Friday, 8 February 2013

Slave Labour! Or, 2 Kings 22 gets more interesting...

The theme for the last couple of weeks has been "Forced Labour in ancient Israel". There are plenty of verses which suggest that forcing foreigners to labour as captives was a massive part of building the nation's infrastructure. 2 Samuel 12:13, Judges 1:33, 2 Chronicles 8:7-10, 1 Kings 9:15-23, 1 Chronicles 20:1-3 etc etc... Even the construction of the temple of the Lord was achieved by enforced labour. So what was Israel's mandate to persecute those it captured? Deuteronomy 20:10 gives slave labour as a preference to being slain, the reward earned by those who submit to Israel's authority. Was this revenge time for the people who had escaped such hard graft in Egypt?

In Exodus 1:6-14 and 5:6-13 we see the motivation behind Pharaoh's oppression of the Jewish people. It was envisaged as a way of enforcing subjugation, crushing willpower, in effect not so very different from an act of genocide. The passage from Exodus 5 suggests that toil was main purpose of the building projects, not the buildings themselves. Extravagant palaces, tombs and temples were conceived almost entirely to continue to give the Hebrew slaves something to toil at. Removal of the straw for making bricks means that haste and quality of finish was not the Egyptians' prime motivation, just making life harder for those who might think they could challenge Pharaoh.

So how do a people once oppressed end up with such a force of slave labourers? It clearly happened to a great degree since Solomon even had a high-ranking court official in charge of forced labour (1 Kings4:1-6). Maybe the distinction is in the way the labour was handled. Not wanting to excuse oppression of others (Isaiah had a thing or two to say about oppressing workers- Isaiah 58:3), can we mediate a negative view of the practice? The books of law contain numerous references to relationships with foreigners in Israel, and most are positive, although there is a marked distinction between Jews and Gentiles. Exodus 23:9 forbids exploitation of foreigners, yet clearly they were expected to work for the Israelites since the Sabbath command in Exodus 23:12 gives the day as a "rest for the foreigners". In Leviticus 19:10 they are allowed the same gleaning rights as impoverished Hebrews and in Deuteronomy 29:11 their labour is restricted. Exodus 12:48 declares foreigners can become Israeli nationals and Leviticus 25:23 conceives as Israel itself as a "foreigner in the Lord's land". Maybe a nation following these guidelines, with a negative experience of slave labour in its past is able to be a 'good' task master. Maybe serving under Israel wasn't so harsh. Young's Literal Translation of the Bible renders "forced labour" as "tributary to". This suggests a much less oppressive relationship (which still asserts Israel's authority).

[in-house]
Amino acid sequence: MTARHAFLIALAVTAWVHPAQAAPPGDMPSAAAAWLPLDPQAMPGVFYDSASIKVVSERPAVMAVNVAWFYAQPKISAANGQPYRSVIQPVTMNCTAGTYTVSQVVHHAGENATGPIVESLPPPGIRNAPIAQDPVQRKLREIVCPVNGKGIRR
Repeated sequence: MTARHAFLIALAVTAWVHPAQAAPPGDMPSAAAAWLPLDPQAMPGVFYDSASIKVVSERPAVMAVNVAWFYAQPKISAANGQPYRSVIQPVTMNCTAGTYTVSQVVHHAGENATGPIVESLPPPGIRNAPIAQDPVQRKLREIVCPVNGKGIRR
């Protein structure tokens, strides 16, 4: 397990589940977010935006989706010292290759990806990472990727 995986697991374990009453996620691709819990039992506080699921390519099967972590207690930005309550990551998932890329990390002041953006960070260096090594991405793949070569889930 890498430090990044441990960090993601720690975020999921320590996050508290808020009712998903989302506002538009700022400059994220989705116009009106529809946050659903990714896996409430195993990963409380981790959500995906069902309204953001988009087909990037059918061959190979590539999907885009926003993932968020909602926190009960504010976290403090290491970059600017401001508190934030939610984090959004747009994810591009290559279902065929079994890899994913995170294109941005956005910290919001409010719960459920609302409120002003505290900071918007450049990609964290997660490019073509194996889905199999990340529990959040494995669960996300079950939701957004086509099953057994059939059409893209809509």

In Deuteronomy 26, tithing is a way in which money is accumulated to pay the foreign labourers. This reminds me of the account in 1 Kings 22 where Josiah entrusts labourers with temple funds for its repair. The project was funded by the community and for the community, not just for worship but also to provide employment. The event is alluded to in Jeremiah 22:13-17 where the prophet criticizes Josiah's son Shallum for both using his own countrymen as labourers and for not "defending the cause of the poor and needy" as his father did. This suggests 1) Josiah's entrusted workforce were not Jewish, 2) The trusting employment of people in rebuilding the temple was a way of defending the poor and needy. Foreigners whose land had been taken by Israel would have had their livelihood decimated. In this context providing them with a means to earn their sustenance may have been a mercy, whilst still showing the supremacy of Israel. Harsh treatment was not necessary. What's more, if they were oppressed and wished to escape from their captivity the rules preventing the return of slaves and the practice of gleaning ensured they could continue to survive. Alternatively they could join the Jewish nation and become 'countrymen' who would then have a right to their own property. The reminder that the Jews themselves were foreigners holding a privileged position in a land that was not their own should have kept their humility and perspective in check. Sadly many Bible passages suggest that this conception was not what occurred...

In the light of this, how can we begin to view the generation of employment as the 'ideal employers' taking our model from God's intention for Israel? Or is this a wrong approach? In what ways can we see Jesus as a model of an employer?

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